We were deeply moved and relieved when on February 13, 2008 the Prime Minister of Australia, Mr Kevin Rudd, on behalf of the nation, officially apologised for the misguided actions of Government over many decades in the treatment of our indigenous Australians. The official apology was an inspiring model for reconciliation and a conflict resolution roadmap that we can look to in planning future initiatives. Our co-worker, Don Palmer, was in Parliament on that auspicious day. Below is his report.
THE NATION SAYS SORRY
Classic Conflict Resolution approach yields important results
It happened on February 13th, 2008. It was a sight few people had ever witnessed: the Prime Minister of Australia reaching across the dispatch box in Federal Parliament to shake hands with the Leader of the Opposition. Normally the floor of the House of Representatives is the scene of a "take no prisoners" style of debating with no quarter given.
The reason for this rare example of reconciliation and conflict resolution was because the incoming Prime Minister, Kevin Rudd, decided that there was an important piece of healing that deserved primacy in the life of the nation. And so the first item of business in this first session of Parliament began with the Prime Minister saying "I move that today we honour the Indigenous people of this land, the oldest continuing culture in human history. We reflect on their past mistreatment".
The Prime Minister, on behalf of the nation, reached out to the Indigenous people of Australia to apologise for the actions of previous Governments who had instituted a policy to remove children from their parents over a period of decades. The deep trauma and hurt this caused echoed for generations across Indigenous communities.
The hoped for words "Sorry" punctuated the speech and every time they were spoken it seemed that a wall was being dismantled piece by piece.
The atmosphere in the chamber was heavy with expectation and also great sadness that this moment had been so long in coming. For too long many Indigenous, and many non-Indigenous Australians, had longed in their spirits to deal with the grief and anger which had been sliding towards despair.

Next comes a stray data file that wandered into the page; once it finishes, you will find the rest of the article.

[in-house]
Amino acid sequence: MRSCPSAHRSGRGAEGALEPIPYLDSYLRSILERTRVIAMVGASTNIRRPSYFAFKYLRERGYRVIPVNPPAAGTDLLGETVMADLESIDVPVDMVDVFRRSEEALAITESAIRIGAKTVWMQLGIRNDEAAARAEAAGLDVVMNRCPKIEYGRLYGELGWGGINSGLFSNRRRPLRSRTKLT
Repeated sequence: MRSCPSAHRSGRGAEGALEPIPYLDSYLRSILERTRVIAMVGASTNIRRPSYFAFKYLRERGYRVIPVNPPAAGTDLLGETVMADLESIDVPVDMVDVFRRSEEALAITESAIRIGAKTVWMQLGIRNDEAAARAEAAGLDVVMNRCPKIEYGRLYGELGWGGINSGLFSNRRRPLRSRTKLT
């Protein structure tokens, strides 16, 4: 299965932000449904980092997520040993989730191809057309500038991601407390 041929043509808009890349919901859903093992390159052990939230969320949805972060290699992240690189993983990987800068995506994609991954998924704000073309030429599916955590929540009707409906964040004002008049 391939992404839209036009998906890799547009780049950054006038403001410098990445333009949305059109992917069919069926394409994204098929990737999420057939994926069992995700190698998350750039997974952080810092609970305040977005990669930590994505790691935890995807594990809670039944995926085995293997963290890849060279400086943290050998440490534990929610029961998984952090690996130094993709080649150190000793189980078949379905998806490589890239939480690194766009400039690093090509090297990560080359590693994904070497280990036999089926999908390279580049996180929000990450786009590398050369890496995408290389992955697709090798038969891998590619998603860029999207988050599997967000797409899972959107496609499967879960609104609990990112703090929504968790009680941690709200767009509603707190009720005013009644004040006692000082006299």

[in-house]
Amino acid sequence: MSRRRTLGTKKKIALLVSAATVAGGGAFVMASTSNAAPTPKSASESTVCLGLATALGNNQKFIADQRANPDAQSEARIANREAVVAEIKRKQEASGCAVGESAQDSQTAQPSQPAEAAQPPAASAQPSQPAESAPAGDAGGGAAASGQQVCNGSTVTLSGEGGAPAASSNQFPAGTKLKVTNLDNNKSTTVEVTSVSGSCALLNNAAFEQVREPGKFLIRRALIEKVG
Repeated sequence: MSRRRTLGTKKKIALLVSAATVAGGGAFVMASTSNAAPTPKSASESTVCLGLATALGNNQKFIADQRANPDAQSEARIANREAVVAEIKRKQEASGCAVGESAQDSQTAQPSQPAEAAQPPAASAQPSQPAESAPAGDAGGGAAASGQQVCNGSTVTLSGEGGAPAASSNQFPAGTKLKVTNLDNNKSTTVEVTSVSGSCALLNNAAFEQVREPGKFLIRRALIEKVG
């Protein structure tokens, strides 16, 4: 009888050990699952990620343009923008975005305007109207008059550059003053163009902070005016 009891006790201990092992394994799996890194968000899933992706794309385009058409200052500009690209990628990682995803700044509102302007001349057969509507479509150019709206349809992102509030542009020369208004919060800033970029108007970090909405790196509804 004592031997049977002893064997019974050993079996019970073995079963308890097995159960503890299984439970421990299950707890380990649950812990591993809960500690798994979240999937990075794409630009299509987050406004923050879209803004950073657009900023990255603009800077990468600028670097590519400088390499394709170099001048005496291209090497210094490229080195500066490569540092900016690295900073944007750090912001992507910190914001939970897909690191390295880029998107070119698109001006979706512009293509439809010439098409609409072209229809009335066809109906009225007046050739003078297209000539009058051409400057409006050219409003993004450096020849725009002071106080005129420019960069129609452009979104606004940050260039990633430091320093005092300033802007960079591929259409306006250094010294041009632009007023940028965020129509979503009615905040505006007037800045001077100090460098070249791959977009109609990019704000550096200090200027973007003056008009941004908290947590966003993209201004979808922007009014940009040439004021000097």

Across the nation groups met in parks, high rise offices, community halls and even in even in the red dust of the outback to watch the apology delivered live on television as people had once done for the moon landing. They witnessed the gathering of politicians in the company of previous prime ministers, their partners, an honoured past Governor General and most importantly a large number of respected Indigenous elders who had led the struggle to deliver this moment to their people.
A few who watched that day, like those in remote Kintore - five hundred kilometres west of Alice Springs - reacted jubilantly. Others responded with a deep sigh of gratitude, but knowing all to well that there was a great deal of practical work that now needed to be done.
One outstanding and encouraging thing about the process is how closely the Government had consciously or unconsciously followed the conflict resolution roadmap which has been drawn over decades by experienced peace makers across the world. The simple steps came into sharp focus: a willingness to fix a problem, identifying and naming exactly what the problem is from the perspective of both parties, attacking the problem and not any of the individuals involved and importantly, finding answers so everyone has a path to get what they need.
The sigh of relief that came from those fortunate enough to be in Canberra for this momentous event was palpable. Tears flowed for some, for others they chocked down memories and held onto their sense of release.
The apology remained a problem for some in the Parliament, as it remains for some in the wider community. There are those who shied at, or rejected, several of the conflict resolving hurdles. They are the only ones who didn't get what they needed because they chose not to engage in the process. But it was difficult to fail to be impressed by the poignancy of that moment when non-Indigenous Australians reached out their hand to Indigenous Australians not only to express sincere regret at the past but to commit to doing better, much better, from this time forward.